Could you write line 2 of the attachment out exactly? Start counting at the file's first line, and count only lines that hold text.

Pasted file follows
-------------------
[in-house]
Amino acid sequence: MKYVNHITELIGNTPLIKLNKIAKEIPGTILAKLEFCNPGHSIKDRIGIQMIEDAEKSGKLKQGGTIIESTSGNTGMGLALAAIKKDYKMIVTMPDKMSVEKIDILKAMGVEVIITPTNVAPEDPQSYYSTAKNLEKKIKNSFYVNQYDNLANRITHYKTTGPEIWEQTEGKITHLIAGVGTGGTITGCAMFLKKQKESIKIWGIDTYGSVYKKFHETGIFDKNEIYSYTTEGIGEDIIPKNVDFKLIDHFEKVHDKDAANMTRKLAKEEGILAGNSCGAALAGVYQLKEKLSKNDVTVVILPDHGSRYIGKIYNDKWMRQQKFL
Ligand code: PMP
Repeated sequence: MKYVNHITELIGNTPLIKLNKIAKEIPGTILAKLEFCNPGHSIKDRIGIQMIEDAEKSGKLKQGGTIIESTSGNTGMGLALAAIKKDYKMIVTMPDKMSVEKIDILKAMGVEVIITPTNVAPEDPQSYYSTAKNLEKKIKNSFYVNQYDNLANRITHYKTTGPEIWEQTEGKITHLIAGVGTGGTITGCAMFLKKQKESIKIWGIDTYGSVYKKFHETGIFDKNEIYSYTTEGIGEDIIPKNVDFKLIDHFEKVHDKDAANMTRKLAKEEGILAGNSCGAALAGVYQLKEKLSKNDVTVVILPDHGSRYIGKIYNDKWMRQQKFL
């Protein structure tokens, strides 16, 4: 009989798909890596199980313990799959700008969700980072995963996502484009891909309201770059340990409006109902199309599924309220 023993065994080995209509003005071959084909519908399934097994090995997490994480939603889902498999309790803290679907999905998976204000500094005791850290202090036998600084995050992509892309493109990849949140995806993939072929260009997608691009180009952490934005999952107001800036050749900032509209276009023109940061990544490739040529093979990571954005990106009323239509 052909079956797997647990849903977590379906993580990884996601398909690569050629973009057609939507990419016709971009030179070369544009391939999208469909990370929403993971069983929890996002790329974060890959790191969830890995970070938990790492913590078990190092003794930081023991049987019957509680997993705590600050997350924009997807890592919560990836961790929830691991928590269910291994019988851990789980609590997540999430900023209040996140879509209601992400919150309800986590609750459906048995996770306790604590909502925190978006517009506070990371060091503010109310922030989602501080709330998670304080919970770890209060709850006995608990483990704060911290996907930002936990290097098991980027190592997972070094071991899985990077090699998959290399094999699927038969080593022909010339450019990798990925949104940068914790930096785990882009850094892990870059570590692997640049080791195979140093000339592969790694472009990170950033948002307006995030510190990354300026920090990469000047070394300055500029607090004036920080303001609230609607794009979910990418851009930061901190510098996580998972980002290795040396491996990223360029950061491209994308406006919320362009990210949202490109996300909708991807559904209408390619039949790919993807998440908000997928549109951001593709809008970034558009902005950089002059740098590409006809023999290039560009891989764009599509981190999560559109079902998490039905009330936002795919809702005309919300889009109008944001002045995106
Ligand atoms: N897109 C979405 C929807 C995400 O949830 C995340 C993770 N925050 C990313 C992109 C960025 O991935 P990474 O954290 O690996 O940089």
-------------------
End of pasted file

Amino acid sequence: MKYVNHITELIGNTPLIKLNKIAKEIPGTILAKLEFCNPGHSIKDRIGIQMIEDAEKSGKLKQGGTIIESTSGNTGMGLALAAIKKDYKMIVTMPDKMSVEKIDILKAMGVEVIITPTNVAPEDPQSYYSTAKNLEKKIKNSFYVNQYDNLANRITHYKTTGPEIWEQTEGKITHLIAGVGTGGTITGCAMFLKKQKESIKIWGIDTYGSVYKKFHETGIFDKNEIYSYTTEGIGEDIIPKNVDFKLIDHFEKVHDKDAANMTRKLAKEEGILAGNSCGAALAGVYQLKEKLSKNDVTVVILPDHGSRYIGKIYNDKWMRQQKFL